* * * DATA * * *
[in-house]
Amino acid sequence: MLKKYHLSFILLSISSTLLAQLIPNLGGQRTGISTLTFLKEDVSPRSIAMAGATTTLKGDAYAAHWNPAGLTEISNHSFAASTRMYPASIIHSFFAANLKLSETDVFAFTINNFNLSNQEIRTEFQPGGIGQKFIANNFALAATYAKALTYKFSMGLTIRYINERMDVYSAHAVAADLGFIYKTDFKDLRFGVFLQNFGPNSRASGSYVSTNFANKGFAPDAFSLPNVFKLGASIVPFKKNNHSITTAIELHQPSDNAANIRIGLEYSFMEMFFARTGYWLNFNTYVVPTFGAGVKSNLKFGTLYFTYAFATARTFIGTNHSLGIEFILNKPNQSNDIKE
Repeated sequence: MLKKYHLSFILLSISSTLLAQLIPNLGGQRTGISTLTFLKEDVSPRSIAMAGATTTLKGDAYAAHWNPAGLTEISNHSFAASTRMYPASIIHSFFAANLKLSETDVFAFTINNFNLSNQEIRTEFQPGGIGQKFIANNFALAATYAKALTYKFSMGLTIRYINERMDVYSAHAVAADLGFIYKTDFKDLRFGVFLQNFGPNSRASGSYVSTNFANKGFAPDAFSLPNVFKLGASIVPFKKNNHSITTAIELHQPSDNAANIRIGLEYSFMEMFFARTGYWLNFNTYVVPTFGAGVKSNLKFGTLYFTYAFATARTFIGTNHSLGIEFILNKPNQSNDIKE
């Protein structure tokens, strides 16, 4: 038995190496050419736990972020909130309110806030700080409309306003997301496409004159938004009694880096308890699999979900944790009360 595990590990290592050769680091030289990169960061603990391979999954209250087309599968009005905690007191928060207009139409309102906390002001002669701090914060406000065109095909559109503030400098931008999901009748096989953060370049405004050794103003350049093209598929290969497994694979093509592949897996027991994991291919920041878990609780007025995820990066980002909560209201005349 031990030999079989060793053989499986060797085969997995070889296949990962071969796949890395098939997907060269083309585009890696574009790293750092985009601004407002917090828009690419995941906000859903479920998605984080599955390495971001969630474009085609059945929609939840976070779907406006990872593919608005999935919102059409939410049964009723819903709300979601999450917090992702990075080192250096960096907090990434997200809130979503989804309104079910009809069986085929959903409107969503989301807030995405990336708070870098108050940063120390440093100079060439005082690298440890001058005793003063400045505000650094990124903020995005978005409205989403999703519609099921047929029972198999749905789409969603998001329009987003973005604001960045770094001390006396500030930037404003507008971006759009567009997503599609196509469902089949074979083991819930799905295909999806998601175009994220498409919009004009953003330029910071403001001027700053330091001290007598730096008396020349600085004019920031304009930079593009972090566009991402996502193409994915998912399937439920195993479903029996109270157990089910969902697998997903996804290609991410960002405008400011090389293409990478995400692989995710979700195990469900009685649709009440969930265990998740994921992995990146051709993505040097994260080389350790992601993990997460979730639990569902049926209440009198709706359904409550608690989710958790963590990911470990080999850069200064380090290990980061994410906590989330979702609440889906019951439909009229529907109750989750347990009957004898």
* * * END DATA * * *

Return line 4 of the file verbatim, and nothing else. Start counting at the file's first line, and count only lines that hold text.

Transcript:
């Protein structure tokens, strides 16, 4: 038995190496050419736990972020909130309110806030700080409309306003997301496409004159938004009694880096308890699999979900944790009360 595990590990290592050769680091030289990169960061603990391979999954209250087309599968009005905690007191928060207009139409309102906390002001002669701090914060406000065109095909559109503030400098931008999901009748096989953060370049405004050794103003350049093209598929290969497994694979093509592949897996027991994991291919920041878990609780007025995820990066980002909560209201005349 031990030999079989060793053989499986060797085969997995070889296949990962071969796949890395098939997907060269083309585009890696574009790293750092985009601004407002917090828009690419995941906000859903479920998605984080599955390495971001969630474009085609059945929609939840976070779907406006990872593919608005999935919102059409939410049964009723819903709300979601999450917090992702990075080192250096960096907090990434997200809130979503989804309104079910009809069986085929959903409107969503989301807030995405990336708070870098108050940063120390440093100079060439005082690298440890001058005793003063400045505000650094990124903020995005978005409205989403999703519609099921047929029972198999749905789409969603998001329009987003973005604001960045770094001390006396500030930037404003507008971006759009567009997503599609196509469902089949074979083991819930799905295909999806998601175009994220498409919009004009953003330029910071403001001027700053330091001290007598730096008396020349600085004019920031304009930079593009972090566009991402996502193409994915998912399937439920195993479903029996109270157990089910969902697998997903996804290609991410960002405008400011090389293409990478995400692989995710979700195990469900009685649709009440969930265990998740994921992995990146051709993505040097994260080389350790992601993990997460979730639990569902049926209440009198709706359904409550608690989710958790963590990911470990080999850069200064380090290990980061994410906590989330979702609440889906019951439909009229529907109750989750347990009957004898």